Mary Poppins Returns
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All Critics (14)
| Top Critics (9)
| Fresh (1)
| Rotten (13)
Little about the Doyles makes you want to partake of their sour hospitality, even if it's only for an hour and a half.
Because Petrol is so grim, its few moments of repentance and reconciliation don't feel as contrived as they might otherwise; if any film has earned the right to be sentimental, it's this one.
As even a novice moviegoer would expect, they argue and drink, then argue and drink some more.
Solid performances and a literary feel help turn a standard family-rift drama into a dry but saucy narrative.
If, as Tolstoy observed, happy families are alike, and each unhappy family is unhappy in its own way, the Dublin-set film Red Roses and Petrol didn't get the message, being a dysfunctional clan movie that feels dispiritingly like all the others.
In Red Roses and Petrol, a soused, post-funeral postmortem on a dysfunctional Dublin family, the misery seeps from the screen in cold, damp waves; by the end you'll be grabbing for the bottle yourself.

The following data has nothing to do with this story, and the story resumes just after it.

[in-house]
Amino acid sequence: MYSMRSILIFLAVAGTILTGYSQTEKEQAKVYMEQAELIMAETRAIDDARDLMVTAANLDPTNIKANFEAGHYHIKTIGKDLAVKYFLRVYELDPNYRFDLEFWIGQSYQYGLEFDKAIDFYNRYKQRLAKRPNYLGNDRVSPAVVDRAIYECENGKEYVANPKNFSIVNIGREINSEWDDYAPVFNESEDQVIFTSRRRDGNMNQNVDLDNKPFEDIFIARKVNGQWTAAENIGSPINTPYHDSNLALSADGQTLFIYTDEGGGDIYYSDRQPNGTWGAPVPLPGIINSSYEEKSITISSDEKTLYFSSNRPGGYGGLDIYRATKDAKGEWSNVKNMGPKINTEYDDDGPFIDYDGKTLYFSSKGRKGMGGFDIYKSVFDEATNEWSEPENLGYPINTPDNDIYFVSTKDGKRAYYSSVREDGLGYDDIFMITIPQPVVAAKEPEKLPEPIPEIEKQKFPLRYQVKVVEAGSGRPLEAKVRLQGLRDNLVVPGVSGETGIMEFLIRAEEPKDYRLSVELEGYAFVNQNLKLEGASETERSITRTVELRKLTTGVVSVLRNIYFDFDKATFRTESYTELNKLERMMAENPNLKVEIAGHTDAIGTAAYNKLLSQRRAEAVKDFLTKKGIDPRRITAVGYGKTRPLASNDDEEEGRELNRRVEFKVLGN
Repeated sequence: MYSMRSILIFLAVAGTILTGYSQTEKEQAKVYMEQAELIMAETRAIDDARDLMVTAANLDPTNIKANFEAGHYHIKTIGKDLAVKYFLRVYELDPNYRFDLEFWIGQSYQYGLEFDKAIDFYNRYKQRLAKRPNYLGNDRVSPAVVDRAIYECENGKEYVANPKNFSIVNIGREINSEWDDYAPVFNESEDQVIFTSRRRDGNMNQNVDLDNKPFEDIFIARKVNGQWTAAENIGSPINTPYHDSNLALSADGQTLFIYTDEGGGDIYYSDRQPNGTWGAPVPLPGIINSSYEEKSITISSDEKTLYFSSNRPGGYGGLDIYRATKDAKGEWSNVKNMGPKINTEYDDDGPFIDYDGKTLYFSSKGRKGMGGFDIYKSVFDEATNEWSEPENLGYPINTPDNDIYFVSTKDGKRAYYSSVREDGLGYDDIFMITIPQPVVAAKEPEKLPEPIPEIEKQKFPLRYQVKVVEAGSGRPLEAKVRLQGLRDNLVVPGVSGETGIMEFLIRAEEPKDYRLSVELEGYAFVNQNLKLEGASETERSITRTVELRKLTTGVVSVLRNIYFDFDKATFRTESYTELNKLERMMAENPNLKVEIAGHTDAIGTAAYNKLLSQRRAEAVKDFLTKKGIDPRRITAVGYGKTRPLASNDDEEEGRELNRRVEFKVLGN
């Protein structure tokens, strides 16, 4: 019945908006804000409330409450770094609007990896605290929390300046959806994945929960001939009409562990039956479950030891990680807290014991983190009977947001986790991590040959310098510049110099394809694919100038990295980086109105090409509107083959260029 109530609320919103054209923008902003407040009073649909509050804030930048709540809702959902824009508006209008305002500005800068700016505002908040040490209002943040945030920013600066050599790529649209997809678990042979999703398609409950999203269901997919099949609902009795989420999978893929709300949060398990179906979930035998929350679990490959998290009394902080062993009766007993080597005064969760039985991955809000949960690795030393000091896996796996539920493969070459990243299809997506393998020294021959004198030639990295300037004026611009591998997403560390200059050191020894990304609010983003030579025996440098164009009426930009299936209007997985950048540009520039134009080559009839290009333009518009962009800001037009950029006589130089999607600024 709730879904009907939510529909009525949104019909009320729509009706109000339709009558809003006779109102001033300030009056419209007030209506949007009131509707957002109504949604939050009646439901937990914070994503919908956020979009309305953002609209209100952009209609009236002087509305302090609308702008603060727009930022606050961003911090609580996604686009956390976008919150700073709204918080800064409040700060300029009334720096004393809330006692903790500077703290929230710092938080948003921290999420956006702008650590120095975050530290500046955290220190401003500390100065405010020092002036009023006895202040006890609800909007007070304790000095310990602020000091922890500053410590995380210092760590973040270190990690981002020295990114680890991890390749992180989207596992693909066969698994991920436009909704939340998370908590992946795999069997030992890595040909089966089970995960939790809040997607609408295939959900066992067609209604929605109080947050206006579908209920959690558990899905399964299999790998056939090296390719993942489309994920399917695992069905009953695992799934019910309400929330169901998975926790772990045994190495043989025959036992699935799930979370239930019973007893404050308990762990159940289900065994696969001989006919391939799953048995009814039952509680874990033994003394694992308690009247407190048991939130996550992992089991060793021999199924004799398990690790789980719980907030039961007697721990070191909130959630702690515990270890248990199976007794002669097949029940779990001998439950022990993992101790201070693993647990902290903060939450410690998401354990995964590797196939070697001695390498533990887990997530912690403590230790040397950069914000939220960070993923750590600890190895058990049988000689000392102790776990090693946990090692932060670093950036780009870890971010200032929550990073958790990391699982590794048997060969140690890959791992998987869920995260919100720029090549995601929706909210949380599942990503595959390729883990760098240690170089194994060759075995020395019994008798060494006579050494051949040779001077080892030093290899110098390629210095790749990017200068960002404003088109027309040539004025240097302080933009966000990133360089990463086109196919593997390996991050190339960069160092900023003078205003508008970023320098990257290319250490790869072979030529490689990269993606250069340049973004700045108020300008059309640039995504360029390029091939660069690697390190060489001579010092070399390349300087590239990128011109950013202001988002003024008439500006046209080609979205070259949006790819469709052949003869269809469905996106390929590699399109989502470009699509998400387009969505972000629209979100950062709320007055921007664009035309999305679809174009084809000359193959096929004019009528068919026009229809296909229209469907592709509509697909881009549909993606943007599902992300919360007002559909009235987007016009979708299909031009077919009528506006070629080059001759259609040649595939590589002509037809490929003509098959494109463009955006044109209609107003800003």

With her static camera, director and co-writer Tamar Simon Hoffs has done little to move it out of its staginess.
Mired by cliché and oddly beset by a sense of false Irishness.
Hoffs locks down her characters in unimaginatively framed medium shots, while mixing in a few monochromatic flashbacks, some video footage of the dead patriarch and two fast-cut sequences in a vain attempt at visual variety.
Iâ(TM)d rather just sit in on one of my own families squabbles; weâ(TM)re much more entertaining.
Tamar Simon Hoffs's bland-as-boiled-cabbage adaptation of Joseph O'Connor's play finally hobbles into theaters, reminding us every 15 seconds that just because it looks distinctly American and was shot in California, it's a fookin' Irish movie.
An Irish family gather for the death of the father and some drinks. No one is happy or quiet about it. Fingers of blame are frequent in this static production that looks very much like the static stage production that spawned it, and by the end I felt as if I'd endured a soap opera marathon. Two minor characters eyeball the proceedings early on and beat a hasty retreat ... I was wishing to've left with them.
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